(Just for fun) Breach of EU laws? Unable to merge two EU iTunes accounts.

Discussion in 'Apple Music, Apple Pay, iCloud, Apple Services' started by gelorobinson, Jun 17, 2013.

  1. gelorobinson macrumors newbie

    Joined:
    Dec 17, 2008
    Location:
    London, UK
    #1
    I have two iTunes accounts.

    One that I created when I lived in Germany. The other in the UK.

    The purchases I made on either are kept separate. Thus far not a huge problem, but since subscribing to iTunes Match rather irritating when it comes to reinstalling old app purchases.

    By making it impossible to consolidate European iTunes accounts is Apple in breach of European laws that guarantee citizens free movement?

    At first sight I said that law makers wouldn't challenge industry decisions, the I read about the enforced drop of roaming fees by carriers by 2014 within Europe. Now I'm not sure

    This is suppose to be a just for fun discussion. I think it's very unlikely that one of the areas covered by European law is the "free movement of iPhone apps" but it would be nice to be proven wrong.
     
  2. vladobizik macrumors 6502

    Joined:
    Aug 21, 2012
    Location:
    Slovakia
    #2
    Inability to merge accounts from two EU member states is certainly somewhat against the spirit of the free movement of goods and services within the EU, even though it's stretching its meaning just a tiny bit.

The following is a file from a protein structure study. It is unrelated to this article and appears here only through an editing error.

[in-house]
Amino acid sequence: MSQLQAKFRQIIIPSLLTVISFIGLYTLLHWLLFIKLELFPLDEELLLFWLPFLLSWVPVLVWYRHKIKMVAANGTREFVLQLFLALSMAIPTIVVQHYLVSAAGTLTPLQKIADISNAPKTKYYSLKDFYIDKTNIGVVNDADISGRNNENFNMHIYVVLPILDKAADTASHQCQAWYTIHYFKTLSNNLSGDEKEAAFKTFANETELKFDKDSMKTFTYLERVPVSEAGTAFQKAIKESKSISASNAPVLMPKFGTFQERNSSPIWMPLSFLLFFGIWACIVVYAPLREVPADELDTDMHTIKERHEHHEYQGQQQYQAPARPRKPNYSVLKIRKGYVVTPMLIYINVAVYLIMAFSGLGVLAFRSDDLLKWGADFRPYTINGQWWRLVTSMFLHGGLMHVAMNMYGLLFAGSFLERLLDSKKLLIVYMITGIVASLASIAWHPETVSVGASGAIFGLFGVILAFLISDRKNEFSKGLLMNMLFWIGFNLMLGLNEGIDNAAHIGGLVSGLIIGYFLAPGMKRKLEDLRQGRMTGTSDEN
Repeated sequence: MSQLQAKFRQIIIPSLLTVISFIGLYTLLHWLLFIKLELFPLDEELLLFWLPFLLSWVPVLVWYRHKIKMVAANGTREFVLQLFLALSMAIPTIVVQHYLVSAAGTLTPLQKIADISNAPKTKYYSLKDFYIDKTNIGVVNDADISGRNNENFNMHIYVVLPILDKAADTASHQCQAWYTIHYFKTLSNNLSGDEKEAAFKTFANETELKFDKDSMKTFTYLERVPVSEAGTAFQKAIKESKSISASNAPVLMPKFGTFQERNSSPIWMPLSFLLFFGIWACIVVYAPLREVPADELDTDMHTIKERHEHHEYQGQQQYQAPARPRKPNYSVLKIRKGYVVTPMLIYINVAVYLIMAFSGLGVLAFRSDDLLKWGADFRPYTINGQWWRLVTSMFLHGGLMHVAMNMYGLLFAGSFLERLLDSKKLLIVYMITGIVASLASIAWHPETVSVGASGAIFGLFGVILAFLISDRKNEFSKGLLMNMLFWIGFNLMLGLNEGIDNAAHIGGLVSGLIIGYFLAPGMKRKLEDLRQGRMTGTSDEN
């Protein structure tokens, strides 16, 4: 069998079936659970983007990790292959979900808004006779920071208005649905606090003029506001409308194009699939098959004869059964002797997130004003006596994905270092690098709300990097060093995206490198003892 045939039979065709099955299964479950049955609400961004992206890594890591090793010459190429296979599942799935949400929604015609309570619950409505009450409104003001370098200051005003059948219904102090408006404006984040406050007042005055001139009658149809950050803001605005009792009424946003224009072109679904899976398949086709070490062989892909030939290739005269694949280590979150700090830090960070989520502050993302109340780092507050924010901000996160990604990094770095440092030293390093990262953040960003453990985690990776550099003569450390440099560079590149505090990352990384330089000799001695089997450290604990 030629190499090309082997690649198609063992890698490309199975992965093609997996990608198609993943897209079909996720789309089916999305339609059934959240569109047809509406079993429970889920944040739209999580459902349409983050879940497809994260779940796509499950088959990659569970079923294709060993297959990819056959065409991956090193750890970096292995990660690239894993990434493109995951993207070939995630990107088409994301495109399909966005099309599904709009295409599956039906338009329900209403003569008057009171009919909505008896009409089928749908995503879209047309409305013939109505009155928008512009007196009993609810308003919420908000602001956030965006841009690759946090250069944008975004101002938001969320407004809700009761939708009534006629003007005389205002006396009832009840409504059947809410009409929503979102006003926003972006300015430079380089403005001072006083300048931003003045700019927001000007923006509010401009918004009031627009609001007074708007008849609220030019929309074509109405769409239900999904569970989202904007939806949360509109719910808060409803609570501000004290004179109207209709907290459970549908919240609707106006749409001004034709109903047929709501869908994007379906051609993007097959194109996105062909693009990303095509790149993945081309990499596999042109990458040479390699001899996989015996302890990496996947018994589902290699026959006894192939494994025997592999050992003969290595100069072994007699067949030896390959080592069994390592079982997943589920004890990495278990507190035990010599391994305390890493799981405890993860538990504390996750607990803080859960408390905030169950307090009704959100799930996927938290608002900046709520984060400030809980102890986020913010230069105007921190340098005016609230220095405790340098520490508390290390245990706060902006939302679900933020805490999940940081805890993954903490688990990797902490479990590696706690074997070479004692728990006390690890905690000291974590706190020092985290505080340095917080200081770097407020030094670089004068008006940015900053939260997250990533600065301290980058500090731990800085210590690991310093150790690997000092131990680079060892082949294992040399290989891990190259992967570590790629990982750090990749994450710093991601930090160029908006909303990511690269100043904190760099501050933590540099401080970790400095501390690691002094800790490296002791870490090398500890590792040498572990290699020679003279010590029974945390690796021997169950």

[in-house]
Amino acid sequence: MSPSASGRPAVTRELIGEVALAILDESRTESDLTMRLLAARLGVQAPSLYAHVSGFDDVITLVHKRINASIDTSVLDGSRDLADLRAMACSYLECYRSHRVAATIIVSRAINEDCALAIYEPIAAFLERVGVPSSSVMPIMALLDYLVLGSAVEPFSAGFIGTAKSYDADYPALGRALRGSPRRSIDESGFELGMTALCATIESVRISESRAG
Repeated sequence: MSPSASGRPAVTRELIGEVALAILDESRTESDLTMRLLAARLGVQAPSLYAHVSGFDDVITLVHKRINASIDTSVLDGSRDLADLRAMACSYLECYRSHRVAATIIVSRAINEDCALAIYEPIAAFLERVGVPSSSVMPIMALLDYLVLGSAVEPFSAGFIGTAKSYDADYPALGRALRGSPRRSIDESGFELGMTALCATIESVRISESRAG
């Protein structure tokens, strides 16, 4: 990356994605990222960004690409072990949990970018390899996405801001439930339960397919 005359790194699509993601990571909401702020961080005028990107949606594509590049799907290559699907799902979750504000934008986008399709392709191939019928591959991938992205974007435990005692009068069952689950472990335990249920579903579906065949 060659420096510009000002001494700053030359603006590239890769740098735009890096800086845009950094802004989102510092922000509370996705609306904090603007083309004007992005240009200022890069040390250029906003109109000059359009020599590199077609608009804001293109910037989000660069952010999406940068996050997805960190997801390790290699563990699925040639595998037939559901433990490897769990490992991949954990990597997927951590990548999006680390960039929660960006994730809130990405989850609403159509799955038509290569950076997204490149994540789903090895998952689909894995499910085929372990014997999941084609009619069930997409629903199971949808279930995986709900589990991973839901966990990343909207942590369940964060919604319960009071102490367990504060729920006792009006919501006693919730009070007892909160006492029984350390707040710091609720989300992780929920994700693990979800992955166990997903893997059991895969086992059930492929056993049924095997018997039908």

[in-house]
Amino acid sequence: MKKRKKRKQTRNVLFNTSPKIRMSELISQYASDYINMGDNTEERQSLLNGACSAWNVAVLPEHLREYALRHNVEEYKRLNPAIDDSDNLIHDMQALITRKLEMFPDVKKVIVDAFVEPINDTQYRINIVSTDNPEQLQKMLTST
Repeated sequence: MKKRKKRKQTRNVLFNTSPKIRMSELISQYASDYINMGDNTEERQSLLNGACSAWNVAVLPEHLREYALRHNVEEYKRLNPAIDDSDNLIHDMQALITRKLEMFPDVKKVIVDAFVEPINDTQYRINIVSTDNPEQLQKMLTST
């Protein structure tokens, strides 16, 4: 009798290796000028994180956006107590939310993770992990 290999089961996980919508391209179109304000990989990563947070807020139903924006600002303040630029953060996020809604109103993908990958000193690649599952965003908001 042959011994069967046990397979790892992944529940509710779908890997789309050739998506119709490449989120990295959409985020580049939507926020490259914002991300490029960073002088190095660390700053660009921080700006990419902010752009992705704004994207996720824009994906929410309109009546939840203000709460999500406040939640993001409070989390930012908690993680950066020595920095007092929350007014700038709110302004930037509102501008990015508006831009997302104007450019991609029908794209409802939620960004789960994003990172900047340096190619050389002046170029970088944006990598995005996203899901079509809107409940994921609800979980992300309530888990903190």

However, this free movement is not enforced by EU Directives, meaning there is no direct obligation for subjects or private entities (such as Apple) to facilitate it. This duty is there for member states not to obstruct this free movement and also to create legal framework that doesn't give needless opportunity for free movement obstruction. In other words, there is no legal grounds to sue Apple for acting against free movement, because it has no legal duty to facilitate it. You would have to sue Germany and/or UK at the EU Court of Justice, and your argumentation would have to be along the lines of them not providing enough incentive for private entities to act in accorance with EU free movement principles.

    To be able to successfully sue Apple for this, you would have to come up with a possible breach of consumer law, but it would be quite tricky (and also varying in each member state to a certain degree). Not very feasible, but less likely legal cases have been won already. :D

    I'm a lawyer and EU Law is in my area of focus, I'm just saying that to clarify I'm not just guessing here :)
     

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